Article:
the portion of the enclosure adjacent to the end wall at said opposite end of the envelope of the electrodeless lamp being transparent to permit the passage of light from the electrodeless lamp therethrough.
US06/322,491 1981-11-18 1981-11-18 Electromagnetic discharge apparatus Expired - Fee Related US4427925A (en)

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Cited By (14)

* Cited by examiner, † Cited by third party
Publication number Priority date Publication date Assignee Title
US4792725A (en) * 1985-12-10 1988-12-20 The United States Of America As Represented By The Department Of Energy Instantaneous and efficient surface wave excitation of a low pressure gas or gases
US4798997A (en) * 1985-12-26 1989-01-17 Canon Kabushiki Kaisha Lighting device
DE3907056A1 (en) * 1988-03-14 1989-09-28 Gen Electric Electrodeless discharge lamp high intensity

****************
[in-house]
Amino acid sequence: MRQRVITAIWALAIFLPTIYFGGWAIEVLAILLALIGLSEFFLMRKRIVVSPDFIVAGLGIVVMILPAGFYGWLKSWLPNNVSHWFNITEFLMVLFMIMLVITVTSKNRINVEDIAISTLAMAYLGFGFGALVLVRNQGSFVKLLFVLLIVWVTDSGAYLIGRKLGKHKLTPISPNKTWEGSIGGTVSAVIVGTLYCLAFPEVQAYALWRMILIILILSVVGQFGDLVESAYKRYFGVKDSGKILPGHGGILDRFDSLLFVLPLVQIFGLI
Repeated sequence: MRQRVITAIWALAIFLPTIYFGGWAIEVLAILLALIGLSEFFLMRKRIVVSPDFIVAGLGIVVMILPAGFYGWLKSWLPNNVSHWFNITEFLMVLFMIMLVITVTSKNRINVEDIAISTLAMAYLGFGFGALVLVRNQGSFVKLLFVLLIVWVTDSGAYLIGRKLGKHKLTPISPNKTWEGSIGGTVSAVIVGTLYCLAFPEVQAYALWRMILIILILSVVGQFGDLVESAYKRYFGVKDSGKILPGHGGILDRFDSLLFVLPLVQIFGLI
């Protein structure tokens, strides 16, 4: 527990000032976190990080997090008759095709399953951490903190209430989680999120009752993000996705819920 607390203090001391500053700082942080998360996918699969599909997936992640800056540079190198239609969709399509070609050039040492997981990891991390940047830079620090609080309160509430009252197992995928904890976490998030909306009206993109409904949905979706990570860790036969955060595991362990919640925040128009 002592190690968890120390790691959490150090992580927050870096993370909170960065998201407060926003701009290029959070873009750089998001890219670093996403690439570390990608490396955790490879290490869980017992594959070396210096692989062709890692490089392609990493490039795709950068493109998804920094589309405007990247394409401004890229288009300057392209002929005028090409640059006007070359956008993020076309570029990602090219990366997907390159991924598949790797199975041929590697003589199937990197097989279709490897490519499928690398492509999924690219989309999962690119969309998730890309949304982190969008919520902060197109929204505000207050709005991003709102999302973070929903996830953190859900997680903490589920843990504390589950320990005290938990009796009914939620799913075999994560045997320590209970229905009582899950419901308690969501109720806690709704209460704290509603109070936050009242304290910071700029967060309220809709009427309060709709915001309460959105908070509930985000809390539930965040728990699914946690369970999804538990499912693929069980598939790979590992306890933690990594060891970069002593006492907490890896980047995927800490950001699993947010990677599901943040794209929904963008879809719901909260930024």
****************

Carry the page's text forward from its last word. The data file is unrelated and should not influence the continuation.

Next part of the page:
EP0357453A1 (en) * 1988-09-02 1990-03-07 Ge Lighting Limited A discharge tube arrangement
US5027041A (en) * 1990-01-16 1991-06-25 Gte Products Corporation Integrated radio-frequency light source for large scale display
US5130612A (en) * 1991-09-11 1992-07-14 Gte Products Corporation Loop applicator for high frequency electrodeless lamps
US5539283A (en) * 1995-06-14 1996-07-23 Osram Sylvania Inc. Discharge light source with reduced magnetic interference
EP0754400A1 (en) * 1994-04-07 1997-01-22 The Regents Of The University Of California Rf driven sulfur lamp
US5834784A (en) * 1997-05-02 1998-11-10 Triton Thalassic Technologies, Inc. Lamp for generating high power ultraviolet radiation
US6118226A (en) * 1998-07-31 2000-09-12 Federal-Mogul World Wide, Inc. Electrodeless neon light module for vehicle lighting systems